I bought a Native Watercraft Ultimate 12 the first year they appeared over any other kayak or canoe... I saw all the leaders at a boat show at the biggest dealer in the US. I looked for a good quality paddle and bent shaft seemed to make sense. I picked a Cascadia by Werner from REI. I have used it in lakes and the James River at Richmond, VA probably 200 times, easily. On lakes, I have likely used it 70-100 times.
The paddle tips are fine, no damage or breakage, it remains comfortable to paddle. It is stout and not especially light. But in a river or on a breezy day, a bit of weight to the paddle helps. No arm or wrist pain ever, even paddling a river for 5-6 hours while fishing.
They are not cheap, and they are not cheaply made. You could use this an adult lifetime with reasonable care. A paddle is NOT the place to cheap out; and get the long length ... 240 CM.I originally purchased my Werner Cascadia bent shaft as a low-cost entry-level paddle when I switched from Greenland style to Euro. The expectation at the time was to relegate it as a spare when I found the paddle I really should have.
Since then, I've found it to be a capable and comfortable paddle on numerous day trips and week-long self-supported wilderness outings. The nylon blades have held up extremely well to Lake Superior rocks with very little flutter and I've had zero wrist problems with the bent shaft (though I've never had wrist problems anyway).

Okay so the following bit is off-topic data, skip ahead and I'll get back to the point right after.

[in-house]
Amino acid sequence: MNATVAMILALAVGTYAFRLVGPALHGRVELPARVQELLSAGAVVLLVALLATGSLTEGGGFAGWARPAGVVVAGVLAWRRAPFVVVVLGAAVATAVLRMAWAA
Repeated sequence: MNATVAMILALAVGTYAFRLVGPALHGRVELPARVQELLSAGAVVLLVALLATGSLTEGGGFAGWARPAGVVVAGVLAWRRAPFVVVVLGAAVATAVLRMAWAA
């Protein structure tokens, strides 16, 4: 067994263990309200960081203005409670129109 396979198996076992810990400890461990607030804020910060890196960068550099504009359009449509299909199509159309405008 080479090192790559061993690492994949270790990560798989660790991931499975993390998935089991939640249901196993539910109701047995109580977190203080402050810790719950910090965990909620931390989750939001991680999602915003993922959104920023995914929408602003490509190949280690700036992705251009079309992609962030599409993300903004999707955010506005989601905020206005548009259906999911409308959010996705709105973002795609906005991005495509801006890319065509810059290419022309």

I chose to save money versus weight and am not unhappy with the choice:
Cascadia with bent glass shaft @ 37 oz./$250
Camano with bent carbon shaft @ 29 oz/$405
This spring I spotted an updated version of this paddle at REI with the new adjustable ferrule system, so I cashed in my dividend, claimed my 20% off coupon, and put the old three-position feather Cascadia on the back deck of my Aquanaut.
Yes, there are lighter and arguably better paddles out there, but it's tough to beat the value of this stick.
Build Quality - 9/10
Durability - 9/10
Design - 8/10
Weight - 7/10
Value - 10/10
Overall - 9/10